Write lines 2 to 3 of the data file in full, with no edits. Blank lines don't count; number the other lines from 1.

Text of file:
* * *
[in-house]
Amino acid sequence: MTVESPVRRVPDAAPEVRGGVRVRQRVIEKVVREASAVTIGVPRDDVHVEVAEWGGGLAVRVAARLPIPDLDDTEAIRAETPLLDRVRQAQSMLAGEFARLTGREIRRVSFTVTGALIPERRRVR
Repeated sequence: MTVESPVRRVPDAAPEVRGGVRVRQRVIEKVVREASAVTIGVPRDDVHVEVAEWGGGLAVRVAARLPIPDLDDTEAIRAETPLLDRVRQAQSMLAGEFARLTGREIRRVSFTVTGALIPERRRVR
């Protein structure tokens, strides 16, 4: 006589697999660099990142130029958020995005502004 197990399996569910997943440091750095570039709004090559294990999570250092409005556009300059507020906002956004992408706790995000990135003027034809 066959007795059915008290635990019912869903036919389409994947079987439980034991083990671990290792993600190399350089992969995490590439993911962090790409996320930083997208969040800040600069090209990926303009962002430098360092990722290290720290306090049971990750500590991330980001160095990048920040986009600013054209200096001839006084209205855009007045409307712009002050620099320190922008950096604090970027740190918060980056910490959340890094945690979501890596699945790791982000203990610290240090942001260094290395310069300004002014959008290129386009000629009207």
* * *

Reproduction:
Amino acid sequence: MTVESPVRRVPDAAPEVRGGVRVRQRVIEKVVREASAVTIGVPRDDVHVEVAEWGGGLAVRVAARLPIPDLDDTEAIRAETPLLDRVRQAQSMLAGEFARLTGREIRRVSFTVTGALIPERRRVR
Repeated sequence: MTVESPVRRVPDAAPEVRGGVRVRQRVIEKVVREASAVTIGVPRDDVHVEVAEWGGGLAVRVAARLPIPDLDDTEAIRAETPLLDRVRQAQSMLAGEFARLTGREIRRVSFTVTGALIPERRRVR